Israel detains Jerusalem governor and 40 others in occupied West Bank


More than 40 Palestinians, including the governor of Jerusalem, have been arrested as part of a mass detention campaign launched by Israel across the occupied West Bank, Palestinian authorities said Monday.

Governor Adnan Ghaith was arrested during an Israeli raid on his house in the Silwan neighborhood of occupied East Jerusalem, his spokesman Mauruf al-Rifai told Anadolu Agency (AA).

He said Israeli forces had not provided any reason for the governor’s arrest.

“We have not been able to communicate with him,” he added.

According to the official Wafa news agency, Ghaith has been detained more than 17 times by Israeli forces since his appointment as governor of Jerusalem in 2018.

Meanwhile, Israeli forces rounded up more than 40 Palestinians in raids across the West Bank, the Palestinian Prisoners Society (PPS) said.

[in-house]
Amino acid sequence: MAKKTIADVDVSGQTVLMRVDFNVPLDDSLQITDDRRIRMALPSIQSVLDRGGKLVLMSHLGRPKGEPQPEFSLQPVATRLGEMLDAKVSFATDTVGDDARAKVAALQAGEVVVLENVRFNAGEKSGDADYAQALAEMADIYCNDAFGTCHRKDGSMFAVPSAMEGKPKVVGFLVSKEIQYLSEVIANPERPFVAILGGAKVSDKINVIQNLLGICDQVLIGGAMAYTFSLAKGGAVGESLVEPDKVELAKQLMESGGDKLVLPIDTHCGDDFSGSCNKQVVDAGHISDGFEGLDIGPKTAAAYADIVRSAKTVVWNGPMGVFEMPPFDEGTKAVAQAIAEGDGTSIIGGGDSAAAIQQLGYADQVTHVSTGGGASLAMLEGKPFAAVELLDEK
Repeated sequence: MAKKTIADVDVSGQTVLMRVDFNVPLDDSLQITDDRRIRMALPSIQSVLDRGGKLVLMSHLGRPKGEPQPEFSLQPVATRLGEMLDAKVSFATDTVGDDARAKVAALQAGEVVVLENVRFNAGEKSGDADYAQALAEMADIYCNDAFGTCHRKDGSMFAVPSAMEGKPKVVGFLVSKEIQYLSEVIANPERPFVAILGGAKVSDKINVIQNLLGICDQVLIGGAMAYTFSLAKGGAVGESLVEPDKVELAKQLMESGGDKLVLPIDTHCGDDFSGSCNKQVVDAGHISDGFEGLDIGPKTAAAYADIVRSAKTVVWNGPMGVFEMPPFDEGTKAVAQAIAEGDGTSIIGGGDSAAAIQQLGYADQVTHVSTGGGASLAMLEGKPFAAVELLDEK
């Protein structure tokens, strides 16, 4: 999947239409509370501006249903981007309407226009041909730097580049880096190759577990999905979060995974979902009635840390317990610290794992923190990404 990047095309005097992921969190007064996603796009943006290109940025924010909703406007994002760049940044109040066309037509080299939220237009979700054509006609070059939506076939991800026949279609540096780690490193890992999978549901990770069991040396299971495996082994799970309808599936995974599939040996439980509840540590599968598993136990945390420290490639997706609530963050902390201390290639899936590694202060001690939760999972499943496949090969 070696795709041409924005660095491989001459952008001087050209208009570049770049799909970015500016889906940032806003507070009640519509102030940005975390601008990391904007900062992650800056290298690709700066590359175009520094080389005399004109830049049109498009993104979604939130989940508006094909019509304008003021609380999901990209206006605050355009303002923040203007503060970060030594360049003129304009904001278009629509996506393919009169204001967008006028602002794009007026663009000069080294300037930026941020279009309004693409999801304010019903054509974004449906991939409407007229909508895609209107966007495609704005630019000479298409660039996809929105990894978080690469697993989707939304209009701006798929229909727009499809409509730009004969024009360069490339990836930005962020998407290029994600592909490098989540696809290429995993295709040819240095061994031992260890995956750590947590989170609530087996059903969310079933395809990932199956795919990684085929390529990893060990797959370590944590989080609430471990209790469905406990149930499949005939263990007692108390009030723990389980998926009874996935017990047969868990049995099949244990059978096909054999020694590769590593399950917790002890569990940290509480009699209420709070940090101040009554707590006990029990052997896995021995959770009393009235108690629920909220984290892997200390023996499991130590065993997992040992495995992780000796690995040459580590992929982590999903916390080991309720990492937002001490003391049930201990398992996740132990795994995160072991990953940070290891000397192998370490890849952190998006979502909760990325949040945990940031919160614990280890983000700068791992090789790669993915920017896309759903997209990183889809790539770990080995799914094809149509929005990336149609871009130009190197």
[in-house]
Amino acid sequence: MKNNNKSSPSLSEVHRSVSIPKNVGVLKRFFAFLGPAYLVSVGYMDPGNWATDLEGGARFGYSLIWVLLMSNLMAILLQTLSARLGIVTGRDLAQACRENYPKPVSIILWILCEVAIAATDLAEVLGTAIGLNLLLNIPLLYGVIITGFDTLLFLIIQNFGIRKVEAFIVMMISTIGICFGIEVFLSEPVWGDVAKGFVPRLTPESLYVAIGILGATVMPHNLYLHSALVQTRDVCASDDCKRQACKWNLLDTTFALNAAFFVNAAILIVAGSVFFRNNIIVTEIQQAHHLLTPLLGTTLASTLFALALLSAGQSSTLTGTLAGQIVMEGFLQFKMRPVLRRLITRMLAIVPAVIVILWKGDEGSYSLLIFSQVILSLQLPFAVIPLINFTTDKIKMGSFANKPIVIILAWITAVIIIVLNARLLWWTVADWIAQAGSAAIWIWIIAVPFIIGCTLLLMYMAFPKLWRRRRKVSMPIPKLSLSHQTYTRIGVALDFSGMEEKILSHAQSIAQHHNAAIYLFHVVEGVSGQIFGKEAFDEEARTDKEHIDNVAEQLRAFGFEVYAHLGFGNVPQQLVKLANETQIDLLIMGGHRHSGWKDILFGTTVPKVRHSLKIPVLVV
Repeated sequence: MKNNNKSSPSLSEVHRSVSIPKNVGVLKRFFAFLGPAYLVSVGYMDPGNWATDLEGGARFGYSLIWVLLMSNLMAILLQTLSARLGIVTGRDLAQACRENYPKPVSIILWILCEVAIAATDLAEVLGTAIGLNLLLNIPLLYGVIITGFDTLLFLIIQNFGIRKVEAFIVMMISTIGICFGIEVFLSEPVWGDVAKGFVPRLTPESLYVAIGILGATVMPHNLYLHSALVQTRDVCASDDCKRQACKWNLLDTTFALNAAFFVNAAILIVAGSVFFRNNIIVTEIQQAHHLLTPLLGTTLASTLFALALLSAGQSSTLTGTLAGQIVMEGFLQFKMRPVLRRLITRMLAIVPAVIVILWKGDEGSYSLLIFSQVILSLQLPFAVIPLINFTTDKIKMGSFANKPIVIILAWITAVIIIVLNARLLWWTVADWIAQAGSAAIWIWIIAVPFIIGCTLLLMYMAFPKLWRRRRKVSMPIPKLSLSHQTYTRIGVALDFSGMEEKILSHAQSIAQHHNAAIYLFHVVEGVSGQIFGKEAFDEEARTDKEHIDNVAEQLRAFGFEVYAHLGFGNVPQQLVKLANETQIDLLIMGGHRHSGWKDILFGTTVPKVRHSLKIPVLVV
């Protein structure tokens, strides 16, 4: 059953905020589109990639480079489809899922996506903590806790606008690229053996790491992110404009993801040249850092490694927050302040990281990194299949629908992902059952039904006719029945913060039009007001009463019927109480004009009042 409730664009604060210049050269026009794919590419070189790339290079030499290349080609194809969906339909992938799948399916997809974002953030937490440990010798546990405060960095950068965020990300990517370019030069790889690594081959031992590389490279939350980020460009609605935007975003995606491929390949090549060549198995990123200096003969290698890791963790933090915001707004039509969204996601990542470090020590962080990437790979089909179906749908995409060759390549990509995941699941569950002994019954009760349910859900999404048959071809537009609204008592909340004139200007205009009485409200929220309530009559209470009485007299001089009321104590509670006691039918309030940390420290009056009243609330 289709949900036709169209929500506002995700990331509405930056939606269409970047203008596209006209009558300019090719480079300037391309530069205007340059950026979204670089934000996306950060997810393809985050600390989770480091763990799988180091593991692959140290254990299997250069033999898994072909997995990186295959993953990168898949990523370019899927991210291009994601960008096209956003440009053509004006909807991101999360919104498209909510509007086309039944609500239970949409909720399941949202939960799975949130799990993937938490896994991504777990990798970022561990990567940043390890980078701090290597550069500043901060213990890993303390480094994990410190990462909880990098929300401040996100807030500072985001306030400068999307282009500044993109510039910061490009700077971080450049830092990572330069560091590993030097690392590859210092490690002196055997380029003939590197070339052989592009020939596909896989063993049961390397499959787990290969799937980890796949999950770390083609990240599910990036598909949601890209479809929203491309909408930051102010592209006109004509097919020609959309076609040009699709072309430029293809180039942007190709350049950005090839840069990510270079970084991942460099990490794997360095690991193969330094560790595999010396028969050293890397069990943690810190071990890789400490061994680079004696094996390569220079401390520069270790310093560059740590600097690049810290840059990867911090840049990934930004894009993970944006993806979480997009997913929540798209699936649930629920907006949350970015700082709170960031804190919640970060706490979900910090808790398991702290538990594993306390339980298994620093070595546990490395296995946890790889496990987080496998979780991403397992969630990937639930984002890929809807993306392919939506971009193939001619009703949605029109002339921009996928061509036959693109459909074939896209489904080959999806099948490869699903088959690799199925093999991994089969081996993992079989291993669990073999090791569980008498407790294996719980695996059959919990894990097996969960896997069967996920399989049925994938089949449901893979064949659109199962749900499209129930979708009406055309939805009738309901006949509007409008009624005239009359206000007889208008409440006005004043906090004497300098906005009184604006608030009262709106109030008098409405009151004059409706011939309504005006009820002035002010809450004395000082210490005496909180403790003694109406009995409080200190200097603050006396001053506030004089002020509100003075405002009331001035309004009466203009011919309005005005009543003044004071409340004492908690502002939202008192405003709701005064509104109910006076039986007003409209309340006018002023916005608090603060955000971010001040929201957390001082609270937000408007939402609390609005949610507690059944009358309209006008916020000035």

The non-governmental organization (NGO) said 26 Palestinians were detained in the city of Hebron, while other arrests were reported in Bethlehem, Qalqilya, Jenin and Nablus.

PPS spokesman Amani Sarahna, however, said most of the detainees were later released, without giving an exact figure.

The Israeli army frequently conducts extensive arrest campaigns across the occupied West Bank and East Jerusalem under the guise of searching for “wanted” Palestinians.

Palestinian NGOs estimate that there are approximately 4,650 Palestinian detainees in Israeli prisons, including at least 160 minors and 34 female detainees.

During the 1967 Middle East War, Israel occupied the West Bank, East Jerusalem, the Syrian Golan Heights and Egypt’s Sinai Peninsula, which was later returned to Egypt as part of the peace deal of 1979 with Israel.

Sabah’s daily newsletter

Keep up to date with what is happening in Turkey, in its region and in the world.


You can unsubscribe anytime. By signing up, you agree to our Terms of Service and Privacy Policy. This site is protected by reCAPTCHA and the Google Privacy Policy and Terms of Service apply.

Previous From Balkh to Konya: discovering the spiritual geopolitics of Rumi
Next Largest Cities in the Middle East